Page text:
In our latest summer magazine we introduced our members to the work of a new think tank named Drawdown, which has created a comprehensive plan to solve climate change.
Eighty separate solutions are ranked and evaluated to contribute to a whole earth plan to bring CO2 back under a global warming increase of just +1.5°C by 2050.
Now that is a huge task, since we are on a projection of runaway temperatures, which could reach +3–4°C unless we act urgently.
Now, in case that doesn’t sound as alarming as it really is, remember that our average temperature in Melbourne throughout the year is around 15°C.
A 20%+ average increase creates summer extremes of peak temperature points of +48–52°C which, if prolonged, would turn Australia into a plant-less desert like the Middle East. Plants just cannot survive temperatures over 40°C for prolonged periods.
Australia, being so urbanised, will be impacted above almost all countries.
Many of the trees we depend upon for shade will die and the impacts will be greatest for Australians, because we are one of the most urbanised populations in the world and the built environment retains far more heat than in the country.
Planting trees is the ultimate renewal strategy
One of the problems for the Drawdown scientists is to estimate the number of trees on planet earth, but now there is greater certainty. Dr Crowther, an ecologist, says our tree numbers are much higher than previously thought, which is estimated to be about 3 trillion or 400 trees for every person alive today.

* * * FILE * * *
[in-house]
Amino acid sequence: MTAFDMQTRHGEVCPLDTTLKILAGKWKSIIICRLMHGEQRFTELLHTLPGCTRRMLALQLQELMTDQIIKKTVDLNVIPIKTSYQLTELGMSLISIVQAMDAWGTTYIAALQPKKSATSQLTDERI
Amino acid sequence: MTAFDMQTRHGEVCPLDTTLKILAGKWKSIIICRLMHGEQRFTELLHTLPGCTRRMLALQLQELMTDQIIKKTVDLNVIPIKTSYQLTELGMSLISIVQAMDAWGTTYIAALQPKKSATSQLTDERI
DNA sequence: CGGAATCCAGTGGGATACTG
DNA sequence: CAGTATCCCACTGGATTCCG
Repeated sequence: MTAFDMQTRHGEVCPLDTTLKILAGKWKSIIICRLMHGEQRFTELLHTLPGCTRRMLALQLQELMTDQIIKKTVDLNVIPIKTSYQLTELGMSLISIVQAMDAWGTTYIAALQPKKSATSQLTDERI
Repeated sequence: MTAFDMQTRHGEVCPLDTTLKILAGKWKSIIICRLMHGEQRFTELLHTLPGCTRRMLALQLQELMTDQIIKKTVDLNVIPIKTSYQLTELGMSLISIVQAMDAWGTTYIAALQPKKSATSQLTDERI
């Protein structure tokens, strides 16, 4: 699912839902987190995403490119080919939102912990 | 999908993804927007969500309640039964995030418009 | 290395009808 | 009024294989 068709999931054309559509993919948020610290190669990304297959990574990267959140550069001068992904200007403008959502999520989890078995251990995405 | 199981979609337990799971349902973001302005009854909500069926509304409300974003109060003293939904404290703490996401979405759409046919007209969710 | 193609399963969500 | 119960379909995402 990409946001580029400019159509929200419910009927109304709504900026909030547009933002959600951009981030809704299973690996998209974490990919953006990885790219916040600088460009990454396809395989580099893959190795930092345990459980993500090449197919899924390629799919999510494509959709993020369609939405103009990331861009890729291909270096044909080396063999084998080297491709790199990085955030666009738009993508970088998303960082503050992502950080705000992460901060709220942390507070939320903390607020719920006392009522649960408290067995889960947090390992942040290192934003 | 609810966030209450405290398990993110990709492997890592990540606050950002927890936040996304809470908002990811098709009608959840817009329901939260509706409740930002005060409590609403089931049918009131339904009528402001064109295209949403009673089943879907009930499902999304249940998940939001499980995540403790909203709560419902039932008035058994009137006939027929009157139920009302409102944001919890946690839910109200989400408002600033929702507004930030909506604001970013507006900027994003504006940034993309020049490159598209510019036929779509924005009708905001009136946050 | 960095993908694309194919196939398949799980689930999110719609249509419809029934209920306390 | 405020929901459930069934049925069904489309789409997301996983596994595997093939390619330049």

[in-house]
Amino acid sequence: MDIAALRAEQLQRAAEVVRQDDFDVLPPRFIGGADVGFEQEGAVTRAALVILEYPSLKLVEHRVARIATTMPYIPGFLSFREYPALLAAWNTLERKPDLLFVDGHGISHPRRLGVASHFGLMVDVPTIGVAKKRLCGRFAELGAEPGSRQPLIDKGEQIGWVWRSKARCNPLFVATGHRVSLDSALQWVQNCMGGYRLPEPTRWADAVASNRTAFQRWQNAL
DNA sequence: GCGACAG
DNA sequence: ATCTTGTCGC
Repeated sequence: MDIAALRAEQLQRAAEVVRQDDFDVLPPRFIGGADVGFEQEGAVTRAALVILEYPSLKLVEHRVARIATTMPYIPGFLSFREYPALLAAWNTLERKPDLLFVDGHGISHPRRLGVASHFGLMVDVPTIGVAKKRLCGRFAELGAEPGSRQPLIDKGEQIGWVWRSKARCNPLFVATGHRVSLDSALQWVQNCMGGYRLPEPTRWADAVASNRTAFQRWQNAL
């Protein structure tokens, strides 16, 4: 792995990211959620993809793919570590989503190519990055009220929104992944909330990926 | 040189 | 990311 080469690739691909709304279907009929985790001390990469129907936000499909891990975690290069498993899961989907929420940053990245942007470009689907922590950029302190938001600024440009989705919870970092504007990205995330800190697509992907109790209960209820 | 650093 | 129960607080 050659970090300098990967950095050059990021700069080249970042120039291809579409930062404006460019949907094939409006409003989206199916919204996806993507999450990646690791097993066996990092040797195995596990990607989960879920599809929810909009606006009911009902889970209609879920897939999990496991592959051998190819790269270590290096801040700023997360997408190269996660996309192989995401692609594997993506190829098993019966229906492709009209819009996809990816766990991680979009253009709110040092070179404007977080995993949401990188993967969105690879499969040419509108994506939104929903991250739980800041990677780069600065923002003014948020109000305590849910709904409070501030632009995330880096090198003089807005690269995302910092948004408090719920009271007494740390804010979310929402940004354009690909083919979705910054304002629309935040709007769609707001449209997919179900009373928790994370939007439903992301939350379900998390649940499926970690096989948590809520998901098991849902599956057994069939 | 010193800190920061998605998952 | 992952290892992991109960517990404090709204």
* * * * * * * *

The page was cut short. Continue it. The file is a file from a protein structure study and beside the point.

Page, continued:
He also creates great hope in the sense that, if we plant another 1.2 trillion trees (i.e. another 160 trees for each person), we can bring down to earth 10 years of carbon-polluting gasses. Even more encouraging is the fact that there is space to plant these trees without interfering with existing farm land, parks, woods or forests.
Now, if Dr Crowther is right, that stay of 10 years might just be enough to keep us on a trajectory of keeping our temperature increase down to just 1.5°C by 2050.
Probably just as important is that trees make people happier
Trees purify our water … they purify our air … they modify pollution … they create soils for other living things to grow, protecting biodiversity … they are nature’s fail-safe mechanism against extinction.
Plants do truly amazing things
Plants provide all the photosynthetic energy for a tiny seed, weighing less than a gram, to grow into a giant sequoia, weighing an estimated 6,000 tonnes during its life. Of course it needs water and nutrients as well as carbon to create the world’s biggest tree, but every single gram is produced absolutely free of charge.
When trees decompose, they enrich the soil that grows our food, our wine and the timber for our houses – and it’s all free! So one has to wonder how it was that humans, given the gift of life for free, put its life in danger?
Current estimates of world tree populations is 3 trillion (i.e. 3 x 1012). Planting 1.2 trillion trees (that’s a 40% increase) will bring back 400 gigatons of CO2 (a gigaton is a billion tonnes of CO2). Planet earth emissions in 2016 were 36 gigatons. That directly relates to about 160 trees per person.
The current coalition government is rumoured to be interested in funding the planting of 1 billion trees which is a laudable objective. However if all countries were to contribute equally, then nothing less than 3.6 billion trees should be our commitment. That’s 160 trees for each of our 25 million Australians.